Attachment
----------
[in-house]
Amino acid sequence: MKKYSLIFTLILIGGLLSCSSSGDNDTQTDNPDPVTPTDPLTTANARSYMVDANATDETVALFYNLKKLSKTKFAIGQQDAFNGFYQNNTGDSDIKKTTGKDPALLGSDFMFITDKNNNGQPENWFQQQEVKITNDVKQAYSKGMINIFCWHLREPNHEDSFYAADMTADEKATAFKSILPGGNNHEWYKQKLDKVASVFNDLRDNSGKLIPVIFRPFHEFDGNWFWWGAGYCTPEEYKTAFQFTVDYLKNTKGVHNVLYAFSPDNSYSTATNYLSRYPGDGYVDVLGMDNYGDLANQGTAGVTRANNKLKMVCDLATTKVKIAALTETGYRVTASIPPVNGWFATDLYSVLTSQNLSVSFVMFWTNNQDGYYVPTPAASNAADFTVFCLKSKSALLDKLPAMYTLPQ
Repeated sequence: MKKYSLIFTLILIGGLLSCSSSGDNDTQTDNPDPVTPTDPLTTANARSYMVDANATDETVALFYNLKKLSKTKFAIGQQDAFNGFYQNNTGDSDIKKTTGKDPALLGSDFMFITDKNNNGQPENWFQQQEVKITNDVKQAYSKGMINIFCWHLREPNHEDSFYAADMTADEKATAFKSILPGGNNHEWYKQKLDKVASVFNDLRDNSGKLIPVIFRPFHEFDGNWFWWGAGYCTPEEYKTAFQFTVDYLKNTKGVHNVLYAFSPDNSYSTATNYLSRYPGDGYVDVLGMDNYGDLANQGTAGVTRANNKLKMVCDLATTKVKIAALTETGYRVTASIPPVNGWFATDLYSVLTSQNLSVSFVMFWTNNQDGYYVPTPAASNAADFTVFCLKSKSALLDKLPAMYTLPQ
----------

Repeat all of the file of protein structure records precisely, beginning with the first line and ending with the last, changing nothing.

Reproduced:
[in-house]
Amino acid sequence: MKKYSLIFTLILIGGLLSCSSSGDNDTQTDNPDPVTPTDPLTTANARSYMVDANATDETVALFYNLKKLSKTKFAIGQQDAFNGFYQNNTGDSDIKKTTGKDPALLGSDFMFITDKNNNGQPENWFQQQEVKITNDVKQAYSKGMINIFCWHLREPNHEDSFYAADMTADEKATAFKSILPGGNNHEWYKQKLDKVASVFNDLRDNSGKLIPVIFRPFHEFDGNWFWWGAGYCTPEEYKTAFQFTVDYLKNTKGVHNVLYAFSPDNSYSTATNYLSRYPGDGYVDVLGMDNYGDLANQGTAGVTRANNKLKMVCDLATTKVKIAALTETGYRVTASIPPVNGWFATDLYSVLTSQNLSVSFVMFWTNNQDGYYVPTPAASNAADFTVFCLKSKSALLDKLPAMYTLPQ
Repeated sequence: MKKYSLIFTLILIGGLLSCSSSGDNDTQTDNPDPVTPTDPLTTANARSYMVDANATDETVALFYNLKKLSKTKFAIGQQDAFNGFYQNNTGDSDIKKTTGKDPALLGSDFMFITDKNNNGQPENWFQQQEVKITNDVKQAYSKGMINIFCWHLREPNHEDSFYAADMTADEKATAFKSILPGGNNHEWYKQKLDKVASVFNDLRDNSGKLIPVIFRPFHEFDGNWFWWGAGYCTPEEYKTAFQFTVDYLKNTKGVHNVLYAFSPDNSYSTATNYLSRYPGDGYVDVLGMDNYGDLANQGTAGVTRANNKLKMVCDLATTKVKIAALTETGYRVTASIPPVNGWFATDLYSVLTSQNLSVSFVMFWTNNQDGYYVPTPAASNAADFTVFCLKSKSALLDKLPAMYTLPQ